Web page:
The New Housing Paradigm
The Pendulum Swings Back
Sometimes people ask me why I left the big money of the mortgage business behind at its height.
And when they do, I always tell them the same thing: that the mortgage business left me long before I ever decided to leave it.
That's because being a "mortgage consultant" at the peak had very little to do with how I was taught the business to begin with. Instead, it turned into a game where the only thing that mattered was the size of your pipeline and how many people you squeezed each month.
How you slept at night was your own problem. And no amount of money in the world was enough for me to live like that.
So when it all came crashing down, all I could say was, “See I told you so.”
As a mortgage guy, all I can you is that was pretty easy prediction to make—even though nobody believed it at the time.
But when you crumple up and throw away 50 years of mortgage wisdom in the blink of an eye it shouldn't have surprised anyone that disaster would eventually ensue.
In the end, it was only just a matter of time....
The good news is that the mortgage pendulum is swinging back to where it all began.
In fact, according to a the proposal released by the Federal Reserve today, lenders would actually be required to make sure borrowers actually have the ability to repay their mortgages before making a loan to them. Go figure.
The rule, which is required by the Dodd-Frank financial reform law, is intended to tighten lending standards and combat home lending abuses that contributed to the 2007-2009 financial crisis.
The proposed rules for a “qualified residential mortgage” include:
Minimum 20% down.
Owner occupied only.
Mortgage debt service to income no greater than 28%.
No prior defaults, judgments or BKs
Only straight 30-year mortgages No balloon payments, no interest only, no negative amortization.
The long story story short is that what was old is about to become new again. The problem is that is going to make purchasing a home as hard as it was before the train veered off the tracks.
That ultimately means fewer borrowers and even lower prices...
In the meantime, how people feel about housing as an investment continues to drop.
From Bloomberg by Kathleen M. Howley entitled: Americans Shun Cheapest Homes in 40 Years
“Victoria Pauli signed a one-year lease last week to stay in her rental home in Fair Oaks, California. She had considered buying in the area, where property prices have slumped 57 percent since a 2005 peak.
In the end, she decided it wasn’t worth it.
“I know people who have watched their home values get cut in half, and I know people who are losing their homes,” said Pauli, 31, who works as a property manager for a real estate company. “It’s part of the American dream to want to own your own home, and I used to feel that way, but now I tell myself: Be careful what you wish for.”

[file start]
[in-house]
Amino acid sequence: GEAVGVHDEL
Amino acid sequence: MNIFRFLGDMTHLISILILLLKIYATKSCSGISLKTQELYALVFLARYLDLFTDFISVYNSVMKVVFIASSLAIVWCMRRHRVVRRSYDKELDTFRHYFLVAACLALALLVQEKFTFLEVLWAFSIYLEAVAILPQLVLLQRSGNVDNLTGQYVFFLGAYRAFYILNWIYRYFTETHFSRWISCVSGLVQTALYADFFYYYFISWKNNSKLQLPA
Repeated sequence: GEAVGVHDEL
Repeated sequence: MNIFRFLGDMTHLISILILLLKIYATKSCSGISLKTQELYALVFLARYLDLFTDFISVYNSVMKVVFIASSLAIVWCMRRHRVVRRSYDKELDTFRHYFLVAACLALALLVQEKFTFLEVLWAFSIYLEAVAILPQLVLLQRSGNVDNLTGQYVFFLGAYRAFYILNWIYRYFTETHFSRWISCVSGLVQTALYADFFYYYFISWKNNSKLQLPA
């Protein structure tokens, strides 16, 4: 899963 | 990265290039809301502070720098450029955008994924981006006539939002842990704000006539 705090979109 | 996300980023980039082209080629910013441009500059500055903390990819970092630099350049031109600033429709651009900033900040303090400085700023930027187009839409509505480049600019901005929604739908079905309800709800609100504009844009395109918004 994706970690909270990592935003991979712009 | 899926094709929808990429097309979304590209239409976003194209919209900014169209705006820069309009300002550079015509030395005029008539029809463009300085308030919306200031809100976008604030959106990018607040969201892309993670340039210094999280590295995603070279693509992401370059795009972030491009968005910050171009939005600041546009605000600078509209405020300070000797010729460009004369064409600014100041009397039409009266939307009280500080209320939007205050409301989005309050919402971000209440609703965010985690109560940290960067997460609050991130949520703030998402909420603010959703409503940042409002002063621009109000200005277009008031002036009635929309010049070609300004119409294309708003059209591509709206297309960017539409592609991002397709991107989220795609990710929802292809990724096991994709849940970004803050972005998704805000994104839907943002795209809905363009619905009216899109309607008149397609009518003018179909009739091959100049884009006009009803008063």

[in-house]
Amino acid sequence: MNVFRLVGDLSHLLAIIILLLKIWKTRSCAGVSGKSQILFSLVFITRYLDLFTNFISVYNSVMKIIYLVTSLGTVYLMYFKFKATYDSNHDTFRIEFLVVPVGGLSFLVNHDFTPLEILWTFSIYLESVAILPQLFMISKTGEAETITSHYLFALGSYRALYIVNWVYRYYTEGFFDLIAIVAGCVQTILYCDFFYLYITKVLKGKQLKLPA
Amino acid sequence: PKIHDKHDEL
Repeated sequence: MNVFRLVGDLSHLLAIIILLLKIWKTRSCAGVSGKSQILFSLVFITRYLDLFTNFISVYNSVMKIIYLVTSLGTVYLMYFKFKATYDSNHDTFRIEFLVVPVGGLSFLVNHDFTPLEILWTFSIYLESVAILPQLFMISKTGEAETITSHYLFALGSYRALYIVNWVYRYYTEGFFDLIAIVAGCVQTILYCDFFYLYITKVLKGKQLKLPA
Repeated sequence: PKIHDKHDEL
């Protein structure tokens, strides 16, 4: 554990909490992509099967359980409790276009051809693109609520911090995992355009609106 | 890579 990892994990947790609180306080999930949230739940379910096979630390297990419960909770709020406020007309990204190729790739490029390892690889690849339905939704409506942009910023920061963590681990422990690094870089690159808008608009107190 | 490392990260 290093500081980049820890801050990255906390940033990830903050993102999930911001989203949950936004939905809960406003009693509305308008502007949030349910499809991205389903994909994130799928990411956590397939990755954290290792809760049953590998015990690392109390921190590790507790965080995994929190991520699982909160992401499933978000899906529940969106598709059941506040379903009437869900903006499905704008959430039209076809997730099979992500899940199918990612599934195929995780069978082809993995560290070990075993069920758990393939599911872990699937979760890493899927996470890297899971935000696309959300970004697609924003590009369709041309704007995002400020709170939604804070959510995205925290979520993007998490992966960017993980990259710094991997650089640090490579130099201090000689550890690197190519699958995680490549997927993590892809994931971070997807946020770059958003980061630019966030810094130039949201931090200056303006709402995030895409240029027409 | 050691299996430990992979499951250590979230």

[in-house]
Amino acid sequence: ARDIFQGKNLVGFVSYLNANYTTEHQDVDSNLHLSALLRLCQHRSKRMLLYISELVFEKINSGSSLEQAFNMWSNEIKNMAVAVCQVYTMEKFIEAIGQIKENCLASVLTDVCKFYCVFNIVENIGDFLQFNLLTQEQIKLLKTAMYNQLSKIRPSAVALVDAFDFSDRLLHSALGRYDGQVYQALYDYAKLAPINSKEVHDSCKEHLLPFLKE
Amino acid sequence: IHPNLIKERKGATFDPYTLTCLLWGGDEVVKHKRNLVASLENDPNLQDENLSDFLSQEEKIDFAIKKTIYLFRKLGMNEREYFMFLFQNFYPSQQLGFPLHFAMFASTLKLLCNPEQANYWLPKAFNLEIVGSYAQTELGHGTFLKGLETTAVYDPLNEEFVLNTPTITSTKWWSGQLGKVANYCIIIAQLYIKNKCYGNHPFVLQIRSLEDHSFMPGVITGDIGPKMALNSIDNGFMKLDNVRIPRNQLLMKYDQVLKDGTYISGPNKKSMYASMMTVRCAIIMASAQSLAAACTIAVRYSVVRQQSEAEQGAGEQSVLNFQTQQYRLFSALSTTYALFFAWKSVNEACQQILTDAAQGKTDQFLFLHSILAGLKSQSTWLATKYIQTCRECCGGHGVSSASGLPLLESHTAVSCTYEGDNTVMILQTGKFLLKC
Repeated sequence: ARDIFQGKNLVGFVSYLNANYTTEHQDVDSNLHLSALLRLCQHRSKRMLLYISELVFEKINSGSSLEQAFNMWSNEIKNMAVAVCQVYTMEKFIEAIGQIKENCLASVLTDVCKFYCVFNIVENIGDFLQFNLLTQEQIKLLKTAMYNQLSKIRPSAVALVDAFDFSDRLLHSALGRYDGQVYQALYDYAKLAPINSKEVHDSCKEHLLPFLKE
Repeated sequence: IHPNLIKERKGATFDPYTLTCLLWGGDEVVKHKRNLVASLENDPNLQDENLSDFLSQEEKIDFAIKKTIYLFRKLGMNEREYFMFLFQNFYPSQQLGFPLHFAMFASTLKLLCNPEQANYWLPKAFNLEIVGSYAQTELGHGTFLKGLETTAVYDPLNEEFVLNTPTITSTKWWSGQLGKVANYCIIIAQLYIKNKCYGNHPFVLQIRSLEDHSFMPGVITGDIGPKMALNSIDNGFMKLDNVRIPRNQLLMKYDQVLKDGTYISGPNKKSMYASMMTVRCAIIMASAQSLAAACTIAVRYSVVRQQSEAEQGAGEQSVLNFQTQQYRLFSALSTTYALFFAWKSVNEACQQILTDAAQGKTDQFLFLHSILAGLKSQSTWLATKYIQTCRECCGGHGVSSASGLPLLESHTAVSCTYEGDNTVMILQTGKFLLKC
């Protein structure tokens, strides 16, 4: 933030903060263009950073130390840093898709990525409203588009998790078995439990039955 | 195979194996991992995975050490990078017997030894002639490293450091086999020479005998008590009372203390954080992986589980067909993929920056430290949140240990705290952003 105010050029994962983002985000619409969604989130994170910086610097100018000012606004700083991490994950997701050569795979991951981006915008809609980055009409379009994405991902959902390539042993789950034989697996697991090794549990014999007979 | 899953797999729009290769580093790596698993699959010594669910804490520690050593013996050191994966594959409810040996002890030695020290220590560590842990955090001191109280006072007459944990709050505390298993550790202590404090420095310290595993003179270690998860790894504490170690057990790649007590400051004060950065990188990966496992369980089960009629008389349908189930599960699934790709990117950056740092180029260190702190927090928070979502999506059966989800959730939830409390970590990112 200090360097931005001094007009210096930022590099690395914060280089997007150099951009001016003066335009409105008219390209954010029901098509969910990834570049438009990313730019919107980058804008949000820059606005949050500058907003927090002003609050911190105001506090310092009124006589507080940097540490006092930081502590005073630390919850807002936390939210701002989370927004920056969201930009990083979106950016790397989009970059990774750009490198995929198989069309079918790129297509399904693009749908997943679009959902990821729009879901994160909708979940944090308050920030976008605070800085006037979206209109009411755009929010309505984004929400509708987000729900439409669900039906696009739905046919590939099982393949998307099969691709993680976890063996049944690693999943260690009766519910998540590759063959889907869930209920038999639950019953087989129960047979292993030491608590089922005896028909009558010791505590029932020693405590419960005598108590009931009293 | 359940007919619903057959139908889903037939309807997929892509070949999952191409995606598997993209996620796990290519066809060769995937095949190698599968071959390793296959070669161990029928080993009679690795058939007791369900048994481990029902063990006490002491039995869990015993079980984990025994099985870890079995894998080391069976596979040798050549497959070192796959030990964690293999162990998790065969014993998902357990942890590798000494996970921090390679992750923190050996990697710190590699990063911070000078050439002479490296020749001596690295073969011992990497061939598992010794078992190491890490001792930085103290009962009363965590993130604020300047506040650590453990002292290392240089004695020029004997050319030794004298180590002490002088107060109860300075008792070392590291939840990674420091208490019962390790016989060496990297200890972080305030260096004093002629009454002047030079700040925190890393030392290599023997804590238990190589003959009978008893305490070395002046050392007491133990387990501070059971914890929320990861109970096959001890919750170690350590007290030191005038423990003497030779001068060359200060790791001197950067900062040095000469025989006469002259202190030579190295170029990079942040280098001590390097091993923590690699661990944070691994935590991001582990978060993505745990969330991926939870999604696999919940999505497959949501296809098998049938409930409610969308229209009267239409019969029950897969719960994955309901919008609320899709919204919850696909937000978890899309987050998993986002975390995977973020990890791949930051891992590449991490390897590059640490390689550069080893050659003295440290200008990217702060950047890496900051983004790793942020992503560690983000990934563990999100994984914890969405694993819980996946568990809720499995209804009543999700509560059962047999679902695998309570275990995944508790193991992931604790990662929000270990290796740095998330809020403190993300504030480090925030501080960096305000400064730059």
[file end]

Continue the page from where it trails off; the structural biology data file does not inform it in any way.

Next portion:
The most affordable real estate in a generation is failing to lure buyers as Americans like Pauli sour on the idea of home ownership. At the end of 2010, the fourth year of the housing collapse, the share of people who said a home was a safe investment dropped to 64 percent from 70 percent in the first quarter. The December figure was the lowest in a survey that goes back to 2003, when it was 83 percent.
“The magnitude of the housing crash caused permanent changes in the way some people view home ownership,” said Michael Lea, a finance professor at San Diego State University. “Even as the economy improves, there are some who will never buy a home because their confidence in real estate is gone.”
The median U.S. home price tumbled 32 percent from a 2006 peak to a nine-year low in February, data from the Realtors show. The retreat surpassed the 27 percent drop seen in the first five years of the Great Depression, according to Stan Humphries, chief economist of Zillow Inc., a Seattle-based real estate information company.
“If we’ve learned anything from this mess, it’s that housing is not a risk-free investment,” said Michelle Meyer, a senior economist at Bank of America Merrill Lynch Global Research in New York. “Everyone knows someone underwater in their mortgage or struggling to sell a home.”
About 11 million U.S. homes were worth less than their mortgages at the end of 2010, according to CoreLogic Inc., a Santa Ana, California-based real estate information company. An additional 2.4 million borrowers had less than five percent equity, meaning they’ll be underwater with even slight price declines, according to the March 8 report. The two categories add up to 28 percent of residences with mortgages.
Pauli, the California renter, said she has no such aspirations, at least for now. She pays $1,500 a month for her three-bedroom, single-family home with a two-car garage, granite kitchen countertops and stainless-steel appliances. Her neighbors who bought before the housing crash typically have mortgage payments of about $2,800 a month, Pauli said.
“I don’t see myself purchasing, even with all the great prices I see,” Pauli said. “Going to bed every night worrying about your home value doesn’t sound like a good time to me.”
This is one double dip that cannot be stopped.
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